Every Rails books needs to set the stage, to "explain the rules" so to speak, since using Rails is quite different from other "traditional" approaches of web development (LAMP, etc.). Beginning Rails 3 sets the stage nicely, and continues to deliver throughout the entire text - at least, until it comes to getting your Rails app on the web.
The first three chapters follow the typical pattern of a Rails book, explaining the origins of Rails, why it's good, how to install it, and then setting up a very simple web app so the reader can see how easy it is to get Rails up and running. One thing I liked in particular was in Chapter 1, where the authors stressed the importance of being open to the "Rails way" of doing things. This was a nice touch, as there's a good chance the "Rails way" is different from what the reader is expecting, especially if they have some experience developing with PHP.
From there the authors continue to get more in-depth on the various aspects of Rails, focusing on Active Record (the database aspect of a web app) and Active Pack (the "bridge" between the user interface and the database) for the first half of the book. Readers who prefer the programming aspect of development will enjoy these chapters, though they do get a bit dry to read in some places, with some sections (throughout the book actually) being virtually nothing but code for several pages.
One key thing to note at this point is that beginning with version 3, Rails is much more modular than before. This makes it much easier to "take out" things you don't need, or switch certain portions for something else (like using HAML for building your HTML templates instead of eRB, or DataMapper in place of ActiveRecord). It would have been great to see examples of how to do this, rather than just mentioning it's possible, but then that might push this beyond a "beginner's" book.
Web designers more interested in the user interface aspects of a web app will enjoy Chapter 8, which goes over Rails' Ajax support. I would have preferred this chapter to be a bit more in-depth, but I like the fact that the authors covered how to switch from the built-in Prototype library to jQuery, which is more common and better suited (in my opinion) for Rails development.
Chapter 9, "Sending and Receiving E-Mail" was a welcome surprise. In previous Rails books I've read (Simply Rails 2.0 and Foundation Rails 2) I don't remember this being mentioned - but it's such a common requirement for web apps, that almost every Rails developer needs to learn how to do this as some point.
It seems that many Rails newbies (like myself) are also somewhat new to programming in general, and we often don't quite grasp the importance of testing a web app to make sure it works properly and can handle errors and unforeseen difficulties with grace. Chapter 10 stresses the importance of testing a Rails app, and points out that testing is something you're probably already doing to some degree (though perhaps just by hand on an "ad-hoc" basis).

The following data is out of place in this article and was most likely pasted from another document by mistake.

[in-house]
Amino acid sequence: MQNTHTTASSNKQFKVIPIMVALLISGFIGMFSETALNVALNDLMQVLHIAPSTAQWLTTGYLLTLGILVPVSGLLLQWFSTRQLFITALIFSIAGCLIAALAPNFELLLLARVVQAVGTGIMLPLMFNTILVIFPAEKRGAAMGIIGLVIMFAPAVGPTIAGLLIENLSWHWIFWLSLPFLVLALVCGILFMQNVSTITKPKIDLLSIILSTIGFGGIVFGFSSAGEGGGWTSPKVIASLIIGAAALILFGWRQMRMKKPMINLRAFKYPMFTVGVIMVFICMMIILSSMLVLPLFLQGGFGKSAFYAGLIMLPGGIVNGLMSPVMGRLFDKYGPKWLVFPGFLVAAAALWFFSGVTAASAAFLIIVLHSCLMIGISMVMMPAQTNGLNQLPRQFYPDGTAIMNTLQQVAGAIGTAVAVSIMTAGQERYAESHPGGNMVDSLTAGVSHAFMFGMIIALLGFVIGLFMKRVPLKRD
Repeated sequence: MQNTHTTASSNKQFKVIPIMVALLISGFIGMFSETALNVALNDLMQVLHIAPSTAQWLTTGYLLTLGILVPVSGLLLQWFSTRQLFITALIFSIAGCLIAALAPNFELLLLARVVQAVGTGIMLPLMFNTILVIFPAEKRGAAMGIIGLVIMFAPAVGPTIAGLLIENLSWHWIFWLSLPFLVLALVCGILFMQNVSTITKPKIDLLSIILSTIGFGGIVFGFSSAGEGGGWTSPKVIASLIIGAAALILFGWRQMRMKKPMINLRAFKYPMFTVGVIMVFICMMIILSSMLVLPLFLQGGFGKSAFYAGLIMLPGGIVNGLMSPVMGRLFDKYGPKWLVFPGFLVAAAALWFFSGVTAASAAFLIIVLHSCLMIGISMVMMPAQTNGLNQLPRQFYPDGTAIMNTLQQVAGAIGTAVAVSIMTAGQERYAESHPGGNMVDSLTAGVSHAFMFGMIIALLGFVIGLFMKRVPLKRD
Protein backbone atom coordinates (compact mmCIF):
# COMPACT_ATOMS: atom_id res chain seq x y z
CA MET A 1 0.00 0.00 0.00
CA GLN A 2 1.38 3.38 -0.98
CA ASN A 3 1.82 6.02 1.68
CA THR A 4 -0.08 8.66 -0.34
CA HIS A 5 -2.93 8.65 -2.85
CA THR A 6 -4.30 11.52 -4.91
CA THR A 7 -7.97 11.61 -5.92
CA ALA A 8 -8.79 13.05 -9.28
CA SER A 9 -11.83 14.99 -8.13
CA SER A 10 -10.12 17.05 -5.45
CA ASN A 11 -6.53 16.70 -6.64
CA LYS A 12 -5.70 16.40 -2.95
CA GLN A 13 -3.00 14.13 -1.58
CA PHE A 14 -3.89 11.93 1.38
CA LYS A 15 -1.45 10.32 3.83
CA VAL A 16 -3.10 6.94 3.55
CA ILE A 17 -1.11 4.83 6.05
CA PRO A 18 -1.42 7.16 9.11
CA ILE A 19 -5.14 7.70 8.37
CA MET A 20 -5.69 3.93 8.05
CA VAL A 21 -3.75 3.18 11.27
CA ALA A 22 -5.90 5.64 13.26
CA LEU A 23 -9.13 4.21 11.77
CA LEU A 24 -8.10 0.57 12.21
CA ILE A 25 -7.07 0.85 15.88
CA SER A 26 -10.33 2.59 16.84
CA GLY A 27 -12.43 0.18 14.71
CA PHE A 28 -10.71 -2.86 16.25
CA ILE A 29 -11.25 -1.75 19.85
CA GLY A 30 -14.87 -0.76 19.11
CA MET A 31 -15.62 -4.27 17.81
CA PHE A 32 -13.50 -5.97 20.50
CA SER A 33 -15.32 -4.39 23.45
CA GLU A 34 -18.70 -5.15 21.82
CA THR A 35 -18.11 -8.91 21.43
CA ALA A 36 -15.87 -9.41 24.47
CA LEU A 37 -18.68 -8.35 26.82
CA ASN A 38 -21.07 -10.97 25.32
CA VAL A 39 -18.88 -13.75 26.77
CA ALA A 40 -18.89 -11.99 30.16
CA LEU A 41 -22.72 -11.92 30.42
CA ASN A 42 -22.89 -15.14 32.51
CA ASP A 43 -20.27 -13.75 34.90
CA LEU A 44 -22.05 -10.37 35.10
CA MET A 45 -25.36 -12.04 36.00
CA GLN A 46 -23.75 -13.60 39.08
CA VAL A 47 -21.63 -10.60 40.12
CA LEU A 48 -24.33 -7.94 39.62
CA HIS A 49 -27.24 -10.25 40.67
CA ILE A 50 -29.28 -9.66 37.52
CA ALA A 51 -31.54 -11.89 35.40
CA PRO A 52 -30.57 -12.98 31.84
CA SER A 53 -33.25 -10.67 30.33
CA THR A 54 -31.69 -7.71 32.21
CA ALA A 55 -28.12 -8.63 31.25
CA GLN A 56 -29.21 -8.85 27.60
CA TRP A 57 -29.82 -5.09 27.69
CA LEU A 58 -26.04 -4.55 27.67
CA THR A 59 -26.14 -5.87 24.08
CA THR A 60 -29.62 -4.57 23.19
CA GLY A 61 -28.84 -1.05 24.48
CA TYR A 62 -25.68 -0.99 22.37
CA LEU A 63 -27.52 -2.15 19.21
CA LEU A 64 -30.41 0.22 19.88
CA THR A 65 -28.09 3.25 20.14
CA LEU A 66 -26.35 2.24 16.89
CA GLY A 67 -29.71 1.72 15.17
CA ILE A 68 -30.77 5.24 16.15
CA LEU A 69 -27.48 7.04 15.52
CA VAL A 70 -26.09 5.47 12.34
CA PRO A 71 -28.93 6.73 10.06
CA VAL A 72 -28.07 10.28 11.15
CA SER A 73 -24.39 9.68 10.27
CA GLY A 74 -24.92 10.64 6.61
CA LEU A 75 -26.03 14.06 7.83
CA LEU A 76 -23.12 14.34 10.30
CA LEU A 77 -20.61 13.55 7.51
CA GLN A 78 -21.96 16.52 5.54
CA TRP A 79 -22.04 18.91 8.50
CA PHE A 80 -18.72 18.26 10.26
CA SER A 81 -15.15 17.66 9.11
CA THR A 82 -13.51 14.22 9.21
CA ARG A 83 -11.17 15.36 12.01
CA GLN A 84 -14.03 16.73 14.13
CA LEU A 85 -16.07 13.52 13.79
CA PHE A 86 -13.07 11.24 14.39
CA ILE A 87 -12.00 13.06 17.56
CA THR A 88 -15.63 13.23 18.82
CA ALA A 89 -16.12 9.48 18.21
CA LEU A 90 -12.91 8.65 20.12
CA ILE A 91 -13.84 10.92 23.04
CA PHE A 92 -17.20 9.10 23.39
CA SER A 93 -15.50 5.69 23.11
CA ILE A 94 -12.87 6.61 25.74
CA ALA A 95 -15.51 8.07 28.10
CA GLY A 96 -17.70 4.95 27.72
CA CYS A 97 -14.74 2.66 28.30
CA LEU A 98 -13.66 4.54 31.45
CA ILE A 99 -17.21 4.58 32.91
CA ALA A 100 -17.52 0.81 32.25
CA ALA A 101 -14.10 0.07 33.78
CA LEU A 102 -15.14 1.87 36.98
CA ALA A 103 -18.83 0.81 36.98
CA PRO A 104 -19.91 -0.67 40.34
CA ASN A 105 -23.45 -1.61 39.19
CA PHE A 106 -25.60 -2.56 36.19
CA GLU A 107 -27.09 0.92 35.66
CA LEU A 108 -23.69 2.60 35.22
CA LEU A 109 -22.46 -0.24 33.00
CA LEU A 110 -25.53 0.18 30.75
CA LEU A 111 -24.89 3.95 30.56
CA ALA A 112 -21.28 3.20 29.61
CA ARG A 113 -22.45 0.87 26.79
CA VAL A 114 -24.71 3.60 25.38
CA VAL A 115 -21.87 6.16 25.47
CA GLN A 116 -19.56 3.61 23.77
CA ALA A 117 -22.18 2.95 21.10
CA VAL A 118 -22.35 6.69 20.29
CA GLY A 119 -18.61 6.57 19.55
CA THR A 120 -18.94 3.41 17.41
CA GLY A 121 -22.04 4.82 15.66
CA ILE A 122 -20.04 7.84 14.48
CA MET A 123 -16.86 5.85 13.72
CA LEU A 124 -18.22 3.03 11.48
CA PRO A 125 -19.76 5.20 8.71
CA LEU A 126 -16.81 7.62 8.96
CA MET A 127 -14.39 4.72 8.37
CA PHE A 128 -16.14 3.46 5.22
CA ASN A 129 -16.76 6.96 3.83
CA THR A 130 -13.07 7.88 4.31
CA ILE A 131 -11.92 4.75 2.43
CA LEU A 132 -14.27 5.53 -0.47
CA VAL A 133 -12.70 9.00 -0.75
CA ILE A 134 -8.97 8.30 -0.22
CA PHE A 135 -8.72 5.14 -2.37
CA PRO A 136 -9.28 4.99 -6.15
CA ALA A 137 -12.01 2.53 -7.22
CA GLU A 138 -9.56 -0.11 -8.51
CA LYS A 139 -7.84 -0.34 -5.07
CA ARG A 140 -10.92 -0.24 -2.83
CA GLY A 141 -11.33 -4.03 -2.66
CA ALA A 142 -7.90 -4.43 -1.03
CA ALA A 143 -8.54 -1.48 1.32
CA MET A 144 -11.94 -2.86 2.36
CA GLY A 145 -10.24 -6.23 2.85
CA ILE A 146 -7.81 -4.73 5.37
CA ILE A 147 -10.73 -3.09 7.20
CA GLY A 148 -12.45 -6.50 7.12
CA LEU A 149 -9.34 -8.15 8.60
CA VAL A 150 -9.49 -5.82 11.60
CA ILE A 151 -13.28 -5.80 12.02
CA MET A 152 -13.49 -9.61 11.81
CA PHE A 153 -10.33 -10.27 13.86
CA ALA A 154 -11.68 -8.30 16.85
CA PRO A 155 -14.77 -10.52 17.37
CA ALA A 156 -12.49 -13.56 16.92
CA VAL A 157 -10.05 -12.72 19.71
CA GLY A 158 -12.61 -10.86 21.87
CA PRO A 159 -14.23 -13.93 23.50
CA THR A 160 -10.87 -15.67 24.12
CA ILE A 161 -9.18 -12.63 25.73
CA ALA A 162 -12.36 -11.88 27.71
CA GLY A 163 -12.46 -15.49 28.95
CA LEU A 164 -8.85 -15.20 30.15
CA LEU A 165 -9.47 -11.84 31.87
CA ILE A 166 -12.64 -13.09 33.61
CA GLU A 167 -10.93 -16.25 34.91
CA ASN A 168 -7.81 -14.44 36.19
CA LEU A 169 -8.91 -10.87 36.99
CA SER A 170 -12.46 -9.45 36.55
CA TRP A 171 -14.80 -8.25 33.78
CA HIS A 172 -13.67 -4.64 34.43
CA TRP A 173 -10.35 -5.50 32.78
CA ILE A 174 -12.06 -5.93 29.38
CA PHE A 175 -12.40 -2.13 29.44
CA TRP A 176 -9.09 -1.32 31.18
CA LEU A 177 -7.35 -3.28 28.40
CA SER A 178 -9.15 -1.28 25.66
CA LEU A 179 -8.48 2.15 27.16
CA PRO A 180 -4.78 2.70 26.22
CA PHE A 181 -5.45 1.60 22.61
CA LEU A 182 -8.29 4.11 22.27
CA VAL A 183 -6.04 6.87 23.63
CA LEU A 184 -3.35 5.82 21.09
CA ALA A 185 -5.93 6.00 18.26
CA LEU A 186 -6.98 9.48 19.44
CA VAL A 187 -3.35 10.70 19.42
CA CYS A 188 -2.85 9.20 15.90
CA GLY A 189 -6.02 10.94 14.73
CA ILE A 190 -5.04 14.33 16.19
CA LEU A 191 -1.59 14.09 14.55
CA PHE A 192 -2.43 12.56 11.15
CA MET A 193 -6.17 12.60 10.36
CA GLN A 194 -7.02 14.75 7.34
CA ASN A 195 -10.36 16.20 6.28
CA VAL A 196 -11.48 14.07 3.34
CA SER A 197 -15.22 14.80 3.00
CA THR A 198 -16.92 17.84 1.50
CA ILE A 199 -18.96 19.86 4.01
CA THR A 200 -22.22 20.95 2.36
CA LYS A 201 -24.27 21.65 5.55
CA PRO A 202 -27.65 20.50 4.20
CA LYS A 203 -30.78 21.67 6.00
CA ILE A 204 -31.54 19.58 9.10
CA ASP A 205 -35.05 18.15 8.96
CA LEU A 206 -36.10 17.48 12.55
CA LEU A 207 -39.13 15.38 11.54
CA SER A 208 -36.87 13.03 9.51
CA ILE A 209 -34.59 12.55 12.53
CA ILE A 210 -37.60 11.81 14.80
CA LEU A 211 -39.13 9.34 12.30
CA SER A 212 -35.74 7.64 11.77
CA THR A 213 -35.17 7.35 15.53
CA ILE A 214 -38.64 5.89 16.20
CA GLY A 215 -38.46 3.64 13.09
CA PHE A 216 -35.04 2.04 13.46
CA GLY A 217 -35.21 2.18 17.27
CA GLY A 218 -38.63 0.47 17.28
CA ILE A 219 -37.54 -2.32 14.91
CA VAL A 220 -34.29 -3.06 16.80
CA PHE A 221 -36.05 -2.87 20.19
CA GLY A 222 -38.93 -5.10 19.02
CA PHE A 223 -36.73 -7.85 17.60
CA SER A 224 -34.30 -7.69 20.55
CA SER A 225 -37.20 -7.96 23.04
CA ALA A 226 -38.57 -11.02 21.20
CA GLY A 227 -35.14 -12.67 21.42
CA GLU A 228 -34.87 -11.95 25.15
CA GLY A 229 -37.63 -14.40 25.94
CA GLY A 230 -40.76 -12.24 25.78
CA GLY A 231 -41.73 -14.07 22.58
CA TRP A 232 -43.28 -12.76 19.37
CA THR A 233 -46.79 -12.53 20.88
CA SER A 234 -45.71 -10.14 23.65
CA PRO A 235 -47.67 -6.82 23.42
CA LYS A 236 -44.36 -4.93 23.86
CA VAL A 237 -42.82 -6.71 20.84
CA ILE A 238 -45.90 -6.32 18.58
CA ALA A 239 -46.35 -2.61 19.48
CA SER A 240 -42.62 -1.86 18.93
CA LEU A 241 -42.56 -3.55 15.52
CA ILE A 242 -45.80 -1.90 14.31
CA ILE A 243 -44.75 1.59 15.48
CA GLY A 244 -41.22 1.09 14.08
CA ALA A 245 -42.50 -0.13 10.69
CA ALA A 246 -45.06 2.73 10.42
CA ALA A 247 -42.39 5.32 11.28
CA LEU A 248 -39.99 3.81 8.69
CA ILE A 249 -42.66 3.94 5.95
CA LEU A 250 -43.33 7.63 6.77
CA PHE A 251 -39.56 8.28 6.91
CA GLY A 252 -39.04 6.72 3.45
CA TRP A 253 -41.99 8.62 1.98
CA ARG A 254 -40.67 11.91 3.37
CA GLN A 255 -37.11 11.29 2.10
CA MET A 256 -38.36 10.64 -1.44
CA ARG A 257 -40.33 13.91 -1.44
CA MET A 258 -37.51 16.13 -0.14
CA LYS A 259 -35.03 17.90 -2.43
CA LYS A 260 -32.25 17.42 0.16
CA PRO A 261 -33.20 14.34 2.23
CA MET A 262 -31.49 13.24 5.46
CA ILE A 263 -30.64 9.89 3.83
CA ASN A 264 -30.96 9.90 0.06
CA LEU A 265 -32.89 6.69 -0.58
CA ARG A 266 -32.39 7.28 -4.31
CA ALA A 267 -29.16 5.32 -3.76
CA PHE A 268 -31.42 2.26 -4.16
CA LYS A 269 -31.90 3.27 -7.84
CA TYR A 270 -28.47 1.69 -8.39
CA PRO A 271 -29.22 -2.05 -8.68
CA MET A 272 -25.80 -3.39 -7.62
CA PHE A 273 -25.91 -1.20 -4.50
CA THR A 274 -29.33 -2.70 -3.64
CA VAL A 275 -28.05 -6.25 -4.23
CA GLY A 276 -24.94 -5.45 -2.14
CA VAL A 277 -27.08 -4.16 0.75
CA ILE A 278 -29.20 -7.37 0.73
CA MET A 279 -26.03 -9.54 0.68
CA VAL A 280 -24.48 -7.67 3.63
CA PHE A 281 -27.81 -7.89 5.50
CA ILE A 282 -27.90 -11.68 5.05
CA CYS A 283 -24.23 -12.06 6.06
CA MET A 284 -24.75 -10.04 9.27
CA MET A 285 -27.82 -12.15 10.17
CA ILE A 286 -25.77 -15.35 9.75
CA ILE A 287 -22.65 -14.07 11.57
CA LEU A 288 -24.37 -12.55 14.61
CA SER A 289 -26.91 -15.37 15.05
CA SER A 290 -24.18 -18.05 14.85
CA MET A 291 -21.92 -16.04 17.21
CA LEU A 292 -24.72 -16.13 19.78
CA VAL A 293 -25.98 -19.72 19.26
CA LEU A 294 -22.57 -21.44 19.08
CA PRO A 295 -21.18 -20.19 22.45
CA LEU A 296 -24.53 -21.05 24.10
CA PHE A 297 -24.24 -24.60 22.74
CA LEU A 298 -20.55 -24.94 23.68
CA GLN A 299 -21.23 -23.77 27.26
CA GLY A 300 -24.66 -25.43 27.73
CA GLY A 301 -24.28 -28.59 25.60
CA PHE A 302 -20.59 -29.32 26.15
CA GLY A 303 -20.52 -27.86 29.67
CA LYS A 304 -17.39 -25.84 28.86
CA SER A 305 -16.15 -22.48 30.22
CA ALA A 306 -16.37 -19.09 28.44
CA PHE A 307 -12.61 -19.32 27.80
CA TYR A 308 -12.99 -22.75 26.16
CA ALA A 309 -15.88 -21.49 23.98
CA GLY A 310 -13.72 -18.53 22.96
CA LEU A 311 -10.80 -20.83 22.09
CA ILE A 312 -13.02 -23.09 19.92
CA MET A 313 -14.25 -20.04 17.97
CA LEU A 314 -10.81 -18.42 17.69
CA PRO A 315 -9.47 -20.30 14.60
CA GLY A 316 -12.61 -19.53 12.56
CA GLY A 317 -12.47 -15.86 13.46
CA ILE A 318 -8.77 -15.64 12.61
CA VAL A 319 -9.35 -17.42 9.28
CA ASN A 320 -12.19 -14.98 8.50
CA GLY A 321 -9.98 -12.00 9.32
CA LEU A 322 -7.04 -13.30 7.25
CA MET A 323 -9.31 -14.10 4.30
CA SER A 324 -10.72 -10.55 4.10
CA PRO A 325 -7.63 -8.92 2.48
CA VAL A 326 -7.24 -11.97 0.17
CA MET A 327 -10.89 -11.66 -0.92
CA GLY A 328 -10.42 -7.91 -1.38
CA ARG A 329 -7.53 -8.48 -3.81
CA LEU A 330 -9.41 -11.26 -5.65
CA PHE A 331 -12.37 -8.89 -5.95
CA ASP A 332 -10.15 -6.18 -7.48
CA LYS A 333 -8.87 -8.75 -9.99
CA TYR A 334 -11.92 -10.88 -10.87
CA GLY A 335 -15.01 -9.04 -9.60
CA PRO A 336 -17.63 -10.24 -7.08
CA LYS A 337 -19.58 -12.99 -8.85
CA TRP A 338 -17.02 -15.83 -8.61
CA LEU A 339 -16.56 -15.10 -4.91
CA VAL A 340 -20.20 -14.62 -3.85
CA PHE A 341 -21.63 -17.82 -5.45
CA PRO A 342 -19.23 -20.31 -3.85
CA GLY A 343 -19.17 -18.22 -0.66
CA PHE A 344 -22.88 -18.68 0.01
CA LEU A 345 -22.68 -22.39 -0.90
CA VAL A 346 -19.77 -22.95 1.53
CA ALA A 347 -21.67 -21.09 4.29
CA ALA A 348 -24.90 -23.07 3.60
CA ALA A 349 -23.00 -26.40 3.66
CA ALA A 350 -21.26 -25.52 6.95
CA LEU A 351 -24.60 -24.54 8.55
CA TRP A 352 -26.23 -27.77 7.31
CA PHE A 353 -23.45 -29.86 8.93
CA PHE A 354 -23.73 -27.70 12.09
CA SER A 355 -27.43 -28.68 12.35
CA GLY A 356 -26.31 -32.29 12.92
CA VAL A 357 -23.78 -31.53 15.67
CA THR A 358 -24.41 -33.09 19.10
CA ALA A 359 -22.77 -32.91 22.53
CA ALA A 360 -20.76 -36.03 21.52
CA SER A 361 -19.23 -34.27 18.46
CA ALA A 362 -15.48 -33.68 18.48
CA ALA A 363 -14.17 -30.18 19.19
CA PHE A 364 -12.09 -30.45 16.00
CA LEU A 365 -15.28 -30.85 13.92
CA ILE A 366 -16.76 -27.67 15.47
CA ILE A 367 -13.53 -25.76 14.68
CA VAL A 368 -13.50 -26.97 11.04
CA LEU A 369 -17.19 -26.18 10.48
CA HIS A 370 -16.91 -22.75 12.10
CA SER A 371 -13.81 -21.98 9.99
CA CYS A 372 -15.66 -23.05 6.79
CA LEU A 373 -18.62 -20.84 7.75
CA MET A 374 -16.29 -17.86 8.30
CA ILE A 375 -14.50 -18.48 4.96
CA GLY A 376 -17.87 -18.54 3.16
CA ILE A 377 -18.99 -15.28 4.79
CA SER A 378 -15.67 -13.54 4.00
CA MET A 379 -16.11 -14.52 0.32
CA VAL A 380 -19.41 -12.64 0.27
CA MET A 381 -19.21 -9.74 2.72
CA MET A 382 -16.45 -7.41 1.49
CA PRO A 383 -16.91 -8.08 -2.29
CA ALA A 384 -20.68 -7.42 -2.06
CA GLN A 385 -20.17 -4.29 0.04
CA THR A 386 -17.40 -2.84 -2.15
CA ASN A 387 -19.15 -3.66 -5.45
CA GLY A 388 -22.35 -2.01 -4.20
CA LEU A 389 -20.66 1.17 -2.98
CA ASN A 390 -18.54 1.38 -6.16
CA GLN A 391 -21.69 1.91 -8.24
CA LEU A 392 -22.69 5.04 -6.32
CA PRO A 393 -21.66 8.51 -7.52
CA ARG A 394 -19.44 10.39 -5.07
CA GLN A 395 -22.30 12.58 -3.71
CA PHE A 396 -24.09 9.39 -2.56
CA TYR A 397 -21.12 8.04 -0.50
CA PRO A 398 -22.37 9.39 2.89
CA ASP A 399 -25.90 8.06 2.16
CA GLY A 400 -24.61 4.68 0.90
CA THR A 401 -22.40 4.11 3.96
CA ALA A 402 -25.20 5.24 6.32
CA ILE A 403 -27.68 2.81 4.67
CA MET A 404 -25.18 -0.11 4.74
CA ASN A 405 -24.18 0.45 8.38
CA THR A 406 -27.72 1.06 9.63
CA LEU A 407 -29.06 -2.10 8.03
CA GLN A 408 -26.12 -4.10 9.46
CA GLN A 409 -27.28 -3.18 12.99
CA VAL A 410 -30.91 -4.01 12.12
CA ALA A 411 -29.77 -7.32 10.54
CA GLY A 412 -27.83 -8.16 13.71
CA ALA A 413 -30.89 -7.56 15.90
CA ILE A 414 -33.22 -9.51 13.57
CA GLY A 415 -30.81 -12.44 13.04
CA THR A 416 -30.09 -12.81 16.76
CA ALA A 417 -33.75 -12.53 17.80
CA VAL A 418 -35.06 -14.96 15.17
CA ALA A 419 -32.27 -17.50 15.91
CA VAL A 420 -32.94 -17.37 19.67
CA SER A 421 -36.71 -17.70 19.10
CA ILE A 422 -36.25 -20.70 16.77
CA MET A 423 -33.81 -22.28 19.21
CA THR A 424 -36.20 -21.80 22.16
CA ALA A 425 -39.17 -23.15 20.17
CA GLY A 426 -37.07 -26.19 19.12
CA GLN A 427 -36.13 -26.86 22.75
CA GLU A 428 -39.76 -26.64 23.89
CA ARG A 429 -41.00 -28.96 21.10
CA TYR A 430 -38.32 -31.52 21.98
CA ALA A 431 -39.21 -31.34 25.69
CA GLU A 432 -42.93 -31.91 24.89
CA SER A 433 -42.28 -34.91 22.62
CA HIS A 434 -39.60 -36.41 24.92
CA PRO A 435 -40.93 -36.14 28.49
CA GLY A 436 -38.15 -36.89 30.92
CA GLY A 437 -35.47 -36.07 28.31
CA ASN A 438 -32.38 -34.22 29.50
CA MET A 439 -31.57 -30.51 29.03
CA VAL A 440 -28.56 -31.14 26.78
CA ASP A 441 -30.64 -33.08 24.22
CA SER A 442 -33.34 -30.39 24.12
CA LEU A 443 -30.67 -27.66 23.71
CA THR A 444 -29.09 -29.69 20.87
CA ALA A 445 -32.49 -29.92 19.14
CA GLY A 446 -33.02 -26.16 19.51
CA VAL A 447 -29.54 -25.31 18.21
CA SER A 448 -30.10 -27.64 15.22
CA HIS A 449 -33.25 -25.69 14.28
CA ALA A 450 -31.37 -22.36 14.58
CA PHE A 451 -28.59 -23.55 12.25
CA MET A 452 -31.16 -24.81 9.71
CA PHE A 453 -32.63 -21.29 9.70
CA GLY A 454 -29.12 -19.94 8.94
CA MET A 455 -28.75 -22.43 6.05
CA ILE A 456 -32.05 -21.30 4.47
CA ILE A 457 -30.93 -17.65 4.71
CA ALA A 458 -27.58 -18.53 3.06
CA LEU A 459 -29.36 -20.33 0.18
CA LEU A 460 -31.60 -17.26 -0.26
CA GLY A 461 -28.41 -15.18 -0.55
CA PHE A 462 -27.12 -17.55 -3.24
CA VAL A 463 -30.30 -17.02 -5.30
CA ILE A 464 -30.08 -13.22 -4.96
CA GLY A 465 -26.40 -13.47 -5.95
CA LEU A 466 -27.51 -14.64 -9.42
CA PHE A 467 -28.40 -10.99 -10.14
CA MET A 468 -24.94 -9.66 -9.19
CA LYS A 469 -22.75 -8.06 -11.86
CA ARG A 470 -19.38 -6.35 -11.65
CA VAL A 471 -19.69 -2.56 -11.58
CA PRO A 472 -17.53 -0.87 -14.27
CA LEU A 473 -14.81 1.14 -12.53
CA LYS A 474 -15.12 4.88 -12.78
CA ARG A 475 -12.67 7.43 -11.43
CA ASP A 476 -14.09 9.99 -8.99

Rails has a very systematic way of testing, and this was a good (though hardly exciting) overview of how to test the various aspects of the web app you've been building (if you've been following along and typing in code as you've been reading - you can also download the code rather than type it all out, if you prefer, and links are provided at the beginning of each chapter).
I was a bit surprised that Internationalization was covered in this book, as it's something most people (in English-speaking countries at any rate) don't usually think about until after their app has been deployed. Fortunately, an entire chapter is devoted to Internationalization, and this was a really nice touch.
It's a very rare Rails developer that doesn't, at some point, want to add some sort of plugin to extend the functionality of the web app they're building. Chapter 12 goes over how to do this, even covering how to create and add your own plugin to Rails.
Probably my biggest expectation for this book was Chapter 13, which goes over deploying a Rails app to the web. It's just not simply uploading the finished files to a server (I wish!), and I have yet to come across a book that really nails this well, so that it's easy to understand for "traditional" web designers. Unfortunately, this chapter is lacking. It does cover Capistrano and Phusion Passenger, which really help ease the deployment of a Rails app to the web, but instead of also explaining a bit about server configuration (for those who want or have to do it themselves) there is instead a section preaching the benefits of outsourcing this to your hosting company, recommending you stay away from cheap Rails hosts (which I agree with, to a point) and instead use an experienced Rails-specific host.
I understand the reasons behind the authors' choice in this matter, as it's simply too much to expect new Rails developers to become experts in server configuration, but for companies or independent developers on a shoestring budget, high quality (read "expensive" here) Rails hosts may not be an option. I personally wanted to know how to do this, even if I decide not to do so with a real web app. As such, having more in-depth information about Rails deployment is, in my mind, necessary in a book like this (even if the reader decides not to do it themselves). This is a serious omission, in my opinion, and mars an otherwise great book.
Beginning Rails 3 is a great resource for those who are new the Rails, covering most of the key aspects of Rails 3 web development. Unfortunately, it falls short when it comes to actually explaining how to get your Rails app out into the world.